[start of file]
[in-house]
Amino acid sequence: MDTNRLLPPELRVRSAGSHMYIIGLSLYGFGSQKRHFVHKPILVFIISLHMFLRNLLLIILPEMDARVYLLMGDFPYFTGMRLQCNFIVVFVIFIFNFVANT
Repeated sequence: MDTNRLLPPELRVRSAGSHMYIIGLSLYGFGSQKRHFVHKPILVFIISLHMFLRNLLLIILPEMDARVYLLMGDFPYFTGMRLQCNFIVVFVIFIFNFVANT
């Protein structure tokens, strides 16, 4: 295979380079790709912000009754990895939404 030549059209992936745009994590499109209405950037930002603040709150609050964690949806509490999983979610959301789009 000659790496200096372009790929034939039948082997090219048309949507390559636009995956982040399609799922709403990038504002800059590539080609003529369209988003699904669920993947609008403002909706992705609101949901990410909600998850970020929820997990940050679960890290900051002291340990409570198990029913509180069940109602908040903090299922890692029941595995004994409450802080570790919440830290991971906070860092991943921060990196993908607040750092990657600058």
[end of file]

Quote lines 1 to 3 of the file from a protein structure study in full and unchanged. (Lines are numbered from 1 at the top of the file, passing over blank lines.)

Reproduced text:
[in-house]
Amino acid sequence: MDTNRLLPPELRVRSAGSHMYIIGLSLYGFGSQKRHFVHKPILVFIISLHMFLRNLLLIILPEMDARVYLLMGDFPYFTGMRLQCNFIVVFVIFIFNFVANT
Repeated sequence: MDTNRLLPPELRVRSAGSHMYIIGLSLYGFGSQKRHFVHKPILVFIISLHMFLRNLLLIILPEMDARVYLLMGDFPYFTGMRLQCNFIVVFVIFIFNFVANT